Because that’s what it’s about: investing in a passion. Good philanthropy happens when an organization provides an opportunity for donors to invest in something that they are passionate about—and to see that they’ve made a difference. Thus, our job in the development business is connecting people with common passions. I learned early on that it’s no use spending staff time and resources to convince someone with a passion for curing the cancer that killed their mother to make a major gift in support of postmodern sculpture, or to extract a gift for healthcare services from someone focused on global warming. It’s not that all of these aren’t worthy causes or that some connection couldn’t eventually be made, rather, it’s about the synergistic effect when passions meet and match to make a difference.
So—how does this connect to the church? In a sense we’ve got an unusual situation because we’re the donors, the organization, and—to a degree—the service population as well. And we need to keep all three pieces in focus. Stewardship is not about the clergy and the vestry against the congregation—though it sometimes feels that way. The clergy and the vestry really aren’t the organization—we all are. Are you owning that and claiming that?
So what is the purpose of the organization—where’s the passion? On one level this question ought to have a very easy answer: To transform its members according to the mind of Christ through worship, education, and action, spurring them to invite the whole world into the Good News of what God has done for us in Christ. But practically—what does this look like on the ground, on your ground? Take a minute to think through these questions:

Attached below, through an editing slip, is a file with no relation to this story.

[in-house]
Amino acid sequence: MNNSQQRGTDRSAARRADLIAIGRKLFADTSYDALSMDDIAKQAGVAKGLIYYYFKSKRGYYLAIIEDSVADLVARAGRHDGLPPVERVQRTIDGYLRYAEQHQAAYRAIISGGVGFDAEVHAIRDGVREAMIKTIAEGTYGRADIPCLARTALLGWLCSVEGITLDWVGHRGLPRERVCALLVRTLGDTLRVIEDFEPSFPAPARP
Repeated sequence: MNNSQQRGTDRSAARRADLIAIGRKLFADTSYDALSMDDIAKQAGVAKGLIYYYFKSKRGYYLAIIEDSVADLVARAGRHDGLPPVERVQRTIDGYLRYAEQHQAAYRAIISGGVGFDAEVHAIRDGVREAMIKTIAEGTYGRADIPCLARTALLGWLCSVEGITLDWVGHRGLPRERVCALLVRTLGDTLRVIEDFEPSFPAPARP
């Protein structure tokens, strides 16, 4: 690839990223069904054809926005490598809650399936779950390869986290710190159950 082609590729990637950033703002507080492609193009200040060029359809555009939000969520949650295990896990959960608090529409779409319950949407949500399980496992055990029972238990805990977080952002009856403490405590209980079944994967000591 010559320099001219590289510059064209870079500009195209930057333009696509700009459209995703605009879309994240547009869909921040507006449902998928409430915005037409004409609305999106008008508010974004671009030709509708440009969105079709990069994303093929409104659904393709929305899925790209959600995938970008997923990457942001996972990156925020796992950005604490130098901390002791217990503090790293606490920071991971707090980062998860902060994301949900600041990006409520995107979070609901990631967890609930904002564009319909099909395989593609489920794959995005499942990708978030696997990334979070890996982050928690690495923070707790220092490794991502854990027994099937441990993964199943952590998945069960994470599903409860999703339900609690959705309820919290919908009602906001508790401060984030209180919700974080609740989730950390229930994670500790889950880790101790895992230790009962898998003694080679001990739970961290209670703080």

1. What is your particular local congregation’s passion(s) as it relates to the overall picture sketched above?
2. Can you see the tangible evidence of your congregation’s passions?
3. Can others—both inside and outside the congregation—see that evidence too?
Now—here’s the kicker…
4. In light of these reflections, is this congregation a good investment of time and money for those who want to see those passions change the world around them?
It doesn’t matter if you’re a priest, a vestry member or a regular person in the pew, these are the questions to be thinking about—now. Not in September or October when “stewardship season” is around the corner. They’re the questions to think about now. Is your congregation currently not a good investment? Now’s the time to do something about it! Does it do good work, but it’s still the best-kept secret on the block? Now’s the time to spread the word! When stewardship season rolls around will you find them begging for money again, or inviting investments in an organization that pays spiritual dividends? When the passion is vibrant and alive, when it’s visibly at work changing lives, feeding the poor, comforting the disconsolate, that’s when good philanthropy is happening. When disciples are being formed, when the year of God’s favor is being enacted, that’s when the Gospel is happening.
Derek Olsen is a database programmer and an adjunct professor at Emory’s Candler School of Theology where he teaches in homiletics, liturgics, and New Testament. His reflections on life, liturgical spirituality, and being a Gen-X dad appear at Haligweorc.